Since 2016, all the electricity we procure is REGO-backed renewable and we are looking to move our procurement towards direct purchasing from renewable projects through Power Purchase Agreements (PPAs). We aim to increase the amount of renewable electricity we generate on our sites. Our current on-site renewable electricity capacity is 1.5MW, halfway to our commitment of achieving 3MW. Find out more here
3. Use an internal shadow price of carbon
To support our net zero ambitions, we calculate an internal shadow price of carbon, so we can consider the carbon cost as well as the financial cost when making investment decisions. We established our internal price of carbon by estimating how much we’re spending on carbon reduction projects currently, and how much more we would need to achieve our 2030 goals. We balance this with figures reflecting the fact that making early design decisions with a low cost increase can have significant carbon-saving potential.
4. Reduce construction impacts
We’re committed to continue reducing the carbon emissions associated with our construction activities. When developing a new building today, we include embodied carbon emissions from our supply chain in this commitment.
We recognise that reducing the emissions arising from our construction activity including; extraction of natural resources, manufacturing, transport and construction is crucial. This is because they represent a significant footprint as these typically amount to about half of the total emissions associated with the building over its entire life. Importantly, retaining the existing structure or repositioning assets has the most impact when creating high-quality spaces at minimum carbon emissions.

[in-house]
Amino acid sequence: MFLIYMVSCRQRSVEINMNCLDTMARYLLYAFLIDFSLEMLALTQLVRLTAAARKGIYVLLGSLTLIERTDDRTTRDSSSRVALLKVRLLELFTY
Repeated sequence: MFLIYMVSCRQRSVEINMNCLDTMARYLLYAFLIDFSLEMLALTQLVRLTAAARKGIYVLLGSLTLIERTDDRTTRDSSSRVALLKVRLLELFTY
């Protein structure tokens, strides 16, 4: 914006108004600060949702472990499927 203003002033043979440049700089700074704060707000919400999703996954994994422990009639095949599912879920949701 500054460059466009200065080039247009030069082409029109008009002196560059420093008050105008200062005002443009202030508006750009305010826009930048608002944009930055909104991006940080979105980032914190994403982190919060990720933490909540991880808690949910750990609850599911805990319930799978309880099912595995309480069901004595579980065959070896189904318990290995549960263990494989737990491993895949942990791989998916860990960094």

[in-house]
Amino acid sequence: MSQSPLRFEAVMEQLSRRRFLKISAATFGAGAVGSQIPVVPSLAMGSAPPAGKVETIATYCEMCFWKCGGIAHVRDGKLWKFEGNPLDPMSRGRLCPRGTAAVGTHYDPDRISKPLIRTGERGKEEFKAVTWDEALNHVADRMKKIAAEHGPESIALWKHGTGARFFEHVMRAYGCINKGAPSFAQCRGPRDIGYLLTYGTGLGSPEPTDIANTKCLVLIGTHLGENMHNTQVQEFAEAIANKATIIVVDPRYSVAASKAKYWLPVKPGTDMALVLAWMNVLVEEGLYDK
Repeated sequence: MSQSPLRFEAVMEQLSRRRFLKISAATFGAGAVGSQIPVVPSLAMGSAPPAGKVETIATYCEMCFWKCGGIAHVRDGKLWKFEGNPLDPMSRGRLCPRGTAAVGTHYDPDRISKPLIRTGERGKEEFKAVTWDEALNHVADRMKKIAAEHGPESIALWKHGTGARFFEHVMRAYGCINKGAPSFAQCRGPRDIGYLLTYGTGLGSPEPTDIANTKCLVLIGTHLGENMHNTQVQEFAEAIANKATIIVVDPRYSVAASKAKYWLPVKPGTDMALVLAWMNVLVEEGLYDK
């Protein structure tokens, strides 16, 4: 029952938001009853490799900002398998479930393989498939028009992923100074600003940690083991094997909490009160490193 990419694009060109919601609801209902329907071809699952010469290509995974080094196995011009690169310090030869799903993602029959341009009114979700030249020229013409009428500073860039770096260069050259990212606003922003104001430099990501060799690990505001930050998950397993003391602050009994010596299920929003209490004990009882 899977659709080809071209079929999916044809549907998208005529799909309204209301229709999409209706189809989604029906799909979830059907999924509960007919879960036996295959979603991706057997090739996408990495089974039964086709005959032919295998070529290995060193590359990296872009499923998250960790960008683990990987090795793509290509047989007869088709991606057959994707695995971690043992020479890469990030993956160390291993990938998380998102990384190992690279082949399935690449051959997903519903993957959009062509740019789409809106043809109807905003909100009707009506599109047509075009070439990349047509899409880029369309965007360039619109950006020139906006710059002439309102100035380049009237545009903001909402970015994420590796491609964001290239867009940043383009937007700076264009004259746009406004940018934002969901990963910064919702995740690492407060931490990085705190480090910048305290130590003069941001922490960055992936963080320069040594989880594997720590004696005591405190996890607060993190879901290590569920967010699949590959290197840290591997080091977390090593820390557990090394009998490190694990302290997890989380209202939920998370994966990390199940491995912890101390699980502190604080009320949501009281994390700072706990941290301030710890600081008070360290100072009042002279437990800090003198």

At Portland House, the embodied carbon intensity of our proposed repositioning is about a third of that of a new development, which means we’re able to create a high-quality space with less carbon emissions. We set embodied carbon targets for all our major developments and assess them through a recognised methodology, to understand where to focus our efforts for maximum impact.
The first step is to simplify our designs to limit the cost of materials. Buying fewer materials is the best way to reduce carbon. Find out how we are doing this here
5. Offset remaining carbon
As a last resort to achieve a net zero development, we offset the remaining carbon from our construction activities. We will also offset any remaining fossil fuel energy consumed across our portfolio by 2030. We aim to do this by funding projects that remove carbon from the atmosphere via procurement of carbon credits. By financing projects in developing areas around the world, these credits have a further social impact through job creation and the support of sustainable living in line with the United Nations (UN) Sustainable Development Goals.
For more information please read our Net Zero Carbon Pathways document
Landsec is showing great leadership within the global property industry, positioning itself to future-proof growth as the world transitions to a low-carbon economy"
Member of the Science Based Targets initiative steering committee, CDP